Madeline Hinkley/Daily. Buy this photo.

In four years at Michigan, Isaiah Livers has scored 987 points, collected 453 rebounds and assisted 110 baskets. In the process, he’s won 94 games, each one helping to earn the University hundreds of thousands of dollars from ticket sales, advertising revenue and TV deals.

None of it has gone to Livers.

“I just feel like I’m being used a lot,” Livers, who wore a shirt with the hashtag #NotNCAAProperty throughout the NCAA Tournament, said in an interview with ESPN’s Rece Davis on March 24. “I feel like a university or the NCAA or a conference can make so much money off of one name, and the guy who’s putting all the work in to get to that point gets nothing out of it.” 

That much has been true for the last four years with Livers and of college athletes for decades. Even if Livers goes on to a successful NBA career and makes millions of dollars playing the sport professionally, he’ll still have been prevented from making the money he earned for four years. That’s bad enough in its own right. 

This week’s news made it even worse. On Friday, Michigan announced that Livers underwent successful surgery on his right foot after a stress fracture caused him to miss the entire NCAA Tournament. Buried in the press release was Livers’s timetable: “Recovery is expected to be a minimum of six months,” the statement said. 

For four years, Livers — unlike thousands of other college athletes — had a money-making light at the end of the tunnel. As an athletic forward with a 41.2% career 3-point shooting percentage, Livers was widely projected to be a second-round NBA Draft pick a month ago. 

Now, few mock drafts predict Livers will be selected at all. One NBA executive said via text that Livers’s draft expectation was “all over the second round” before his injury. Now, according to the same executive, Livers is less likely to be drafted because of how long he’ll be out, though, it was added that Livers going “late second round (is) still in play.” 

Before the season, Livers said that the primary feedback he got from NBA teams in the pre-draft process last summer was to stay healthy. More important than any improvements in his play, he did exactly that for four months. 

Then, on the morning of Michigan’s Big Ten Tournament semifinal against Ohio State, it was announced that Livers had suffered a stress fracture, sidelining him indefinitely. If that had been the extent of Livers’s injury, it would’ve been sad enough — a senior, in his final college season, losing the event he’s worked toward for four seasons.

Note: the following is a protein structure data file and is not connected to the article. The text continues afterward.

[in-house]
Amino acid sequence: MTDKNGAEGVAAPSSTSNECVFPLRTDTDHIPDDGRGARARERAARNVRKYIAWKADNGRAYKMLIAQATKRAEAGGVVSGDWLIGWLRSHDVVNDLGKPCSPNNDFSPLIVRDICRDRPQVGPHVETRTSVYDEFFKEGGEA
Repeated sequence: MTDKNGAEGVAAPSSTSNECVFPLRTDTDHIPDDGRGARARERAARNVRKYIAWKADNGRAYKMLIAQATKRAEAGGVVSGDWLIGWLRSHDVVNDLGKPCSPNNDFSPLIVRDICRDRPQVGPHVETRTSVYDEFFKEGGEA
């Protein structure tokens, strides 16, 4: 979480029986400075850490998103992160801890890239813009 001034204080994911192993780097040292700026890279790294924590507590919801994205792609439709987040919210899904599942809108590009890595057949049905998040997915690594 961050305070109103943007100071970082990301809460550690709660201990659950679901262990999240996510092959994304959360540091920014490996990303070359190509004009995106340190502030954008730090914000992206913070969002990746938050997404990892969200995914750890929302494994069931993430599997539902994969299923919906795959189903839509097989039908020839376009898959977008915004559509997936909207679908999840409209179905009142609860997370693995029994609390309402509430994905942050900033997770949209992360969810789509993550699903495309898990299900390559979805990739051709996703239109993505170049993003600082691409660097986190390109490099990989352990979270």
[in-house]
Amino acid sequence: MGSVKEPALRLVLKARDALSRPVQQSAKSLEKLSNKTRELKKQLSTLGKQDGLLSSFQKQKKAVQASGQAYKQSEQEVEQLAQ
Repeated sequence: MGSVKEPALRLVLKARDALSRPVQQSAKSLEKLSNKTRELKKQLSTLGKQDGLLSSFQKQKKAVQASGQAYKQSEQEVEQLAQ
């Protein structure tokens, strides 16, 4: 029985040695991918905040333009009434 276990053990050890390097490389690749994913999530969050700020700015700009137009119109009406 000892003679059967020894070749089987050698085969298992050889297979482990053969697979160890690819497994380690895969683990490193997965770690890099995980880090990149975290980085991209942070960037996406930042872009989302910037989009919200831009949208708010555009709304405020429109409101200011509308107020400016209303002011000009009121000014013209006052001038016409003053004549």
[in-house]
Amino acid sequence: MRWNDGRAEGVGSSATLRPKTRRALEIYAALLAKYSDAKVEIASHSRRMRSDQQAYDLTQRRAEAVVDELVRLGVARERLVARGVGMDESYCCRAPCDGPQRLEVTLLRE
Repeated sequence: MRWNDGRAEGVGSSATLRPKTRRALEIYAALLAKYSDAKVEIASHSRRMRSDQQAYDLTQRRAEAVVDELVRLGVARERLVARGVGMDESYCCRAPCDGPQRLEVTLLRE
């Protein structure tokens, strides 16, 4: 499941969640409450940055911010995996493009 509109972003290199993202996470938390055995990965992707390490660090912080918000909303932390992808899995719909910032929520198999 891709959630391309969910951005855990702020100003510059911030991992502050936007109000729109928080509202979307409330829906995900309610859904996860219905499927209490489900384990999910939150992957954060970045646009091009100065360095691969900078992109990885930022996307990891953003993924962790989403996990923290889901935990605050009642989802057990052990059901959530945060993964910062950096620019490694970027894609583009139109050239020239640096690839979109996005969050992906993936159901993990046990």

With surgery required, Livers will now miss pre-draft workouts and the NBA Combine. He’ll also miss the Summer League and potentially the beginning of the regular season, reducing the likelihood he’ll find a Duncan Robinson path into making millions of dollars if he goes undrafted. 

The fragility of sports careers isn’t exclusive to college athletes. Every year, dozens of professional players have their careers derailed by injury. But at least they were able to make money while they were playing. Livers couldn’t. 

Right now, the Supreme Court is debating the legality of college players being unpaid by their schools. In Congress, Sen. Chris Murphy, D-Conn., introduced The College Athlete Economic Freedom Act earlier this year. If passed, it would allow players to profit off their name, image and likeness — a move the NCAA could also make on its own. 

Either solution would change college sports forever. A player like Livers would no longer spend four years unable to profit off the financial value that he provides to his school and to the NCAA. As a beloved athlete in a sports-crazed college town, Livers would have had no shortage of sponsorship opportunities. The same goes for his teammates, many of whom will never play in the NBA. 

Junior guard Adrien Nunez, for example, played just 3.2 minutes per game this year. But with over a million TikTok followers, he would probably have a chance to make more money than any other Wolverine. 

“It doesn’t even have to be about how good of a player you are compared to this other player and you’re getting paid just because you average 20 points a game,” Livers told ESPN. “Now, guys could focus on art, music, selling clothes. … We’re not just basketball players, we’re human beings too.” 

None of this is to say that there isn’t value in college sports. Livers needed his four years at Michigan to develop into an NBA prospect. But even a player like Gonzaga’s Jalen Suggs, who has used this season to jump from a low-lottery prospect to a consensus top-five pick, is being exploited by the NCAA.

Against UCLA on Saturday, Suggs hit a shot that the NCAA will use in advertising campaigns for generations. On CBS, 12 million people watched along. If the NCAA would allow him to, Suggs could go back to Spokane on Tuesday morning and sign an advertising deal with every business in town.

Fortunately for Suggs, though, his multi-million-dollar payday is only a few months away. Thanks to an unfortunately-timed stress fracture, Isaiah Livers isn’t so lucky. 

With one rule change, it wouldn’t have to be this way.